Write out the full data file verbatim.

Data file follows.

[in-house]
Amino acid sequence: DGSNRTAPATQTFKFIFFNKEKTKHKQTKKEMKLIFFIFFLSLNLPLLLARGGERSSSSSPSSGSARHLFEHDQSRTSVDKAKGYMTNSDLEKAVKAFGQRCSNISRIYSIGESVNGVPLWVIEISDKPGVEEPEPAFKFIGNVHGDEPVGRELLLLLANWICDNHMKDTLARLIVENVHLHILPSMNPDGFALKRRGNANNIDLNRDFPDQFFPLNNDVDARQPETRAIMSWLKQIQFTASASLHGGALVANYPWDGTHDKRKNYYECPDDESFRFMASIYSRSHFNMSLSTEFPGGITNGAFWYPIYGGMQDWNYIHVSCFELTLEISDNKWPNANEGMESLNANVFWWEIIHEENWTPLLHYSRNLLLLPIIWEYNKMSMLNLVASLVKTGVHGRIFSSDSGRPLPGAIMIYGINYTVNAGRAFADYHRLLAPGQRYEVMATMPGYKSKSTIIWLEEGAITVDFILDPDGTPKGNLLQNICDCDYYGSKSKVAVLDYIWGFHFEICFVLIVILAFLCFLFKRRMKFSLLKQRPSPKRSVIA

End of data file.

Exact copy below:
[in-house]
Amino acid sequence: DGSNRTAPATQTFKFIFFNKEKTKHKQTKKEMKLIFFIFFLSLNLPLLLARGGERSSSSSPSSGSARHLFEHDQSRTSVDKAKGYMTNSDLEKAVKAFGQRCSNISRIYSIGESVNGVPLWVIEISDKPGVEEPEPAFKFIGNVHGDEPVGRELLLLLANWICDNHMKDTLARLIVENVHLHILPSMNPDGFALKRRGNANNIDLNRDFPDQFFPLNNDVDARQPETRAIMSWLKQIQFTASASLHGGALVANYPWDGTHDKRKNYYECPDDESFRFMASIYSRSHFNMSLSTEFPGGITNGAFWYPIYGGMQDWNYIHVSCFELTLEISDNKWPNANEGMESLNANVFWWEIIHEENWTPLLHYSRNLLLLPIIWEYNKMSMLNLVASLVKTGVHGRIFSSDSGRPLPGAIMIYGINYTVNAGRAFADYHRLLAPGQRYEVMATMPGYKSKSTIIWLEEGAITVDFILDPDGTPKGNLLQNICDCDYYGSKSKVAVLDYIWGFHFEICFVLIVILAFLCFLFKRRMKFSLLKQRPSPKRSVIA